The performance of toArray() will be dominated by the time it takes to copy the original list elements over. ArrayList actually uses System.arraycopy() to do this, which is a fast routine. You're really not going to do any better.
Maybe you could just not call toArray() so much? Why are there so many calls? Can you rework some code to operate directly on the lists?
[EFH]: The performance of toArray() will be dominated by the time it takes to copy the original list elements over.
In general, I would agree. But I think it's also possible that, if this method is called many, many times, for arrays that are fairly short, the performance might instead be dominated by things like Class.getComponentType() or Array.newInstance() - both of which are quite unnecessary in this case. But they're needlessly invoked by a call to toArray(), if the provided array size is too small to contain the contents of the list. Really - if you' want to copy a list to an array, you should at least provide a list big enough to contain the contents of the list.
I suggest replacing
Of course I hope that these are just fragments of statements, not attempts at complete statements. Despite the fact that they look like, and can be interpreted as, standalone statements. Because if these were standalone statements, you'd be losing the benefit of the statements entirely. There's no reference to the new array you're creating. Probably an oversight. But to be more specific, I suggest the following:
The important points here are that (a) we store a reference to the new array, in the variable myArray, and (b) since the array object referenced by myArray is large enough to contain the contents of objectList, toArray() simply populates the existing array, rather than creating a new one. If we'd used a new MyObject, we'd have been guaranteed that (a) toArray() would have created a new object rather than reusing the existing one, and (b) toArray() would have needed to use some reflection to figure out the class of the new object to create. Which would be a waste of time. For large arrays, such a waste is insignificant. But for small arrays, created many times, it might be significant. [ November 14, 2008: Message edited by: Mike Simmons ]
It's really, really hard to let go of the deep-seated idea that memory allocation is slow. We're all so used to hearing that over the years. The amazing thing about modern JVMs is that allocation is actually insanely fast -- just a few clock cycles. The allocator doesn't worry about "free lists" or anything like that -- it literally just offsets a pointer to the top of the heap, and returns the result.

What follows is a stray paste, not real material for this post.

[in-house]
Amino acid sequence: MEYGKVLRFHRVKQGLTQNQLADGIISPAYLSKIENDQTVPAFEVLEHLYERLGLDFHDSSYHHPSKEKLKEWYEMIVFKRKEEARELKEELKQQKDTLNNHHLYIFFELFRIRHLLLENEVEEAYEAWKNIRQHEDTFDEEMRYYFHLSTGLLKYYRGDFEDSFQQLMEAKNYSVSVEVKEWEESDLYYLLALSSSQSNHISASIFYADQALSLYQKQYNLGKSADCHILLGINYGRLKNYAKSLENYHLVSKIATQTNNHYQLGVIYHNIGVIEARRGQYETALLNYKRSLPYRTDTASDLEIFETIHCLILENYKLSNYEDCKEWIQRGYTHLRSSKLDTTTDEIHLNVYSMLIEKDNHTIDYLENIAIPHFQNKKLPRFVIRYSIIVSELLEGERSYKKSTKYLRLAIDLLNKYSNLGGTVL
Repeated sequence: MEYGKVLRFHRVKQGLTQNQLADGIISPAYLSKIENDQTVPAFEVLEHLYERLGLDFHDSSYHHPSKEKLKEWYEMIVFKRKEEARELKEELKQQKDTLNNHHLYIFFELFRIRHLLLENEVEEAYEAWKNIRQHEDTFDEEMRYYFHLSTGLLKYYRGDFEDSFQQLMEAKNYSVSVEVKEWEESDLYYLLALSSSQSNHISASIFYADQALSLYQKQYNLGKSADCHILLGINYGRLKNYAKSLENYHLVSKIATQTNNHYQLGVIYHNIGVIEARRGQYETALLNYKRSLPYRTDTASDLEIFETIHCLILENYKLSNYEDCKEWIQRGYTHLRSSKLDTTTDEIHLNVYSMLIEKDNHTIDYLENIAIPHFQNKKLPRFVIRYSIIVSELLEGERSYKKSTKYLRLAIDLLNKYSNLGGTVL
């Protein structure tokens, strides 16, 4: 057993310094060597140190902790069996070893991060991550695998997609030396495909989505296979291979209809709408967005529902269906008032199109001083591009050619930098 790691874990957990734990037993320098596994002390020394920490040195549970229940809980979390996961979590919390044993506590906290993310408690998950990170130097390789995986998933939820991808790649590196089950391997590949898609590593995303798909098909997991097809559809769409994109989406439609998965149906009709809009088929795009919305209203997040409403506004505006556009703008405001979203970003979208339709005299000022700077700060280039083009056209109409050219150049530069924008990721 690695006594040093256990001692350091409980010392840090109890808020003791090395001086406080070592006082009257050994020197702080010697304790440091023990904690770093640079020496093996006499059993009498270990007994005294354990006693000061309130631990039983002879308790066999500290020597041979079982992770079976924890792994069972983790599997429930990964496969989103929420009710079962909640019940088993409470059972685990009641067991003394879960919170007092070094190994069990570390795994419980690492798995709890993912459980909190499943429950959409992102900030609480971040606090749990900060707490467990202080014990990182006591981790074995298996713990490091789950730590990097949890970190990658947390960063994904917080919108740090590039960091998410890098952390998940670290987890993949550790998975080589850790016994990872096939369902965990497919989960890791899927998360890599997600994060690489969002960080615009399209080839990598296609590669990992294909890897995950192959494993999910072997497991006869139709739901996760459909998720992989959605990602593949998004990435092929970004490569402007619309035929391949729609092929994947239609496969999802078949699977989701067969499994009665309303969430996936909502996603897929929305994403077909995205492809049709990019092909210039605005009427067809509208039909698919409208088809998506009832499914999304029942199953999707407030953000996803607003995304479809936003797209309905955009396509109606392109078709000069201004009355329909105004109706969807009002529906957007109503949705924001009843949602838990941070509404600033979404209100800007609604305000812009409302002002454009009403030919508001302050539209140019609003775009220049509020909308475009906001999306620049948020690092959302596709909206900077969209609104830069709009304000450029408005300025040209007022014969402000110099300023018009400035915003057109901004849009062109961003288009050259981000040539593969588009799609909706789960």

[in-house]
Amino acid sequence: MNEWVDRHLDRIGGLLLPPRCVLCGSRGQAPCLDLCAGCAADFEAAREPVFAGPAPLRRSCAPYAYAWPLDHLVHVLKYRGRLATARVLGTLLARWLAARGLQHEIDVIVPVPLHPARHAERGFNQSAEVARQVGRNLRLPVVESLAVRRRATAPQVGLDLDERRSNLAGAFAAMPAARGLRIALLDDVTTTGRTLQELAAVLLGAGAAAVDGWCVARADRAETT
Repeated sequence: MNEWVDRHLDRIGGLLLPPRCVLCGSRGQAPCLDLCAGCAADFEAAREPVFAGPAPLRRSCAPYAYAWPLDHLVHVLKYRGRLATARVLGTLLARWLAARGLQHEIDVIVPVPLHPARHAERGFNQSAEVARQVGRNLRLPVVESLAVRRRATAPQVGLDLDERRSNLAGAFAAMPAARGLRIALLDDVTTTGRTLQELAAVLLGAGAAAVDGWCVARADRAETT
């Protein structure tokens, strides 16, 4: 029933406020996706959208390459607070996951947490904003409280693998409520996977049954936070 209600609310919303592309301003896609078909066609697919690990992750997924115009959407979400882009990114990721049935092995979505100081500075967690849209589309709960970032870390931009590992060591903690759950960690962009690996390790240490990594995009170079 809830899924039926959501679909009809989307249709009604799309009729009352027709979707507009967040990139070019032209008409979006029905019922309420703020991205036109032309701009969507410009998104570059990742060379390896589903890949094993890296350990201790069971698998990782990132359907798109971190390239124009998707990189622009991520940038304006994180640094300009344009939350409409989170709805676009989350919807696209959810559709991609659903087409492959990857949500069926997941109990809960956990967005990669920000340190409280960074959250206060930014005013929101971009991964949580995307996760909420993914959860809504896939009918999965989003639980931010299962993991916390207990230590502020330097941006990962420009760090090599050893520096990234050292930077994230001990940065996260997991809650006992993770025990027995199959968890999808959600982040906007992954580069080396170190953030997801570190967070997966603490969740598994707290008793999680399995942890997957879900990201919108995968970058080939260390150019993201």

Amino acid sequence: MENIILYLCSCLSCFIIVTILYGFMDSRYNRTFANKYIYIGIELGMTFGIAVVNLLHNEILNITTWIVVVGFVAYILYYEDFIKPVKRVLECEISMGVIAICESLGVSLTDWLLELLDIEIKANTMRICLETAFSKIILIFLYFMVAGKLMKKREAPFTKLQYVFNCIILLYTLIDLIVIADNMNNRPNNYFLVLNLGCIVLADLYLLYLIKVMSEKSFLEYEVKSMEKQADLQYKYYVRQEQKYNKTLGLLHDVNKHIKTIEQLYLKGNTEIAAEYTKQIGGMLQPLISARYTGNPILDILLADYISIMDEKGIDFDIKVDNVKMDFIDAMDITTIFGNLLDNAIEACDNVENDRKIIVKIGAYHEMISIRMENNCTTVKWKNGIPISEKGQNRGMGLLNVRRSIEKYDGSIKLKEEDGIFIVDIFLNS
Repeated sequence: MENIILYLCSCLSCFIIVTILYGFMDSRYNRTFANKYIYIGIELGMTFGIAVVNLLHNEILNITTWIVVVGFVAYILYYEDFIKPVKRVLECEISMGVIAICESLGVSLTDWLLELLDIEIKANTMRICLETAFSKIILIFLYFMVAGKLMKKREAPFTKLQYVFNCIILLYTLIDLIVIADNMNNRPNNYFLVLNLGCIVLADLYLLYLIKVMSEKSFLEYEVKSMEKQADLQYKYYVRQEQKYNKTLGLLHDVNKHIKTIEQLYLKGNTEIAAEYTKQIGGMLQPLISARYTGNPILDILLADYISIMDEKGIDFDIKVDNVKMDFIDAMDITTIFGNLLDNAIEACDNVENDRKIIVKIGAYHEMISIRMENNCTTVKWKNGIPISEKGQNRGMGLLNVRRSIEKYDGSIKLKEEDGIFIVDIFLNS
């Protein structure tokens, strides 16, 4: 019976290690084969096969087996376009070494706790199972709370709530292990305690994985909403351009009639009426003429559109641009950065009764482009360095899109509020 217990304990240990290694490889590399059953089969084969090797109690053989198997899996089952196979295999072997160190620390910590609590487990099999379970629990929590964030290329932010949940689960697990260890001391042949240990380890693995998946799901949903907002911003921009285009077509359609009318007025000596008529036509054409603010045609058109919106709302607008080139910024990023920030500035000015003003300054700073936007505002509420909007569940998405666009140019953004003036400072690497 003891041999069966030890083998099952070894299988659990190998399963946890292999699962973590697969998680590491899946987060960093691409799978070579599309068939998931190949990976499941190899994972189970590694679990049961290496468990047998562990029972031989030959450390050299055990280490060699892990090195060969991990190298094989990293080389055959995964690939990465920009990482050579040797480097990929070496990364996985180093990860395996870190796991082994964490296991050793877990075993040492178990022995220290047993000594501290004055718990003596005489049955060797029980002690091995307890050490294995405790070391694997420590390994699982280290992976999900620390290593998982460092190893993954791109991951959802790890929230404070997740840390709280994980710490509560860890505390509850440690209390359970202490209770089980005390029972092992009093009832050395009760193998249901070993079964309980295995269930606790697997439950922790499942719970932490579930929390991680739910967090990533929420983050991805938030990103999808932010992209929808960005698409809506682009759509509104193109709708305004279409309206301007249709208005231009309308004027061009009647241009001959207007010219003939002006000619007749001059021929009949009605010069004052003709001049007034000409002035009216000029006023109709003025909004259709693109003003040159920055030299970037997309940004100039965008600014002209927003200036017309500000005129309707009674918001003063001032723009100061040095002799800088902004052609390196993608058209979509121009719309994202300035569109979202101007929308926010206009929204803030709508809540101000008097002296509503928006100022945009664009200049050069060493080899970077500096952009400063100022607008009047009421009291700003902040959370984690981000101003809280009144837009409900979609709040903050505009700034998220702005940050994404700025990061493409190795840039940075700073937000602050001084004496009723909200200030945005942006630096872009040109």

Of course, eventually you have to pay the piper -- the garbage collector has to deal with moving objects and compacting memory. But it turns out that that altogether, alloc/free in Java is still an order of magnitude faster than the typical C allocator.
That said: yeah, I usually pass the right-sized array, too. It can't hurt!
Author and all-around good cowpoke
Joined: Mar 22, 2000
The amazing thing about modern JVMs is that allocation is actually insanely fast -- just a few clock cycles. The allocator doesn't worry about "free lists" or anything like that -- it literally just offsets a pointer to the top of the heap, and returns the result.
Are you saying that the JVM no longer zeros out the allocated block of memory? I was under the impression that this was one of the security precautions that prevent Java from examing memory left over from other programs.
Actually, that type of allocation was at the heart of Macintosh memory management as well. The problem was heap compaction. But JVM's are dynamically adjusting their internal resources all the time anyway.
As far as zero-before use, I make no assumptions, not having looked into the innards of popular current JVMs. There are several ways to accomplish that trick, including JIT. An IBM mainframe for example can zap a large chunk of memory in a single instruction (so can many microproccessors, IIRC). Though I'd probably subdivide that task to avoid over-eager overhead.
Customer surveys are for companies who didn't pay proper attention to begin with.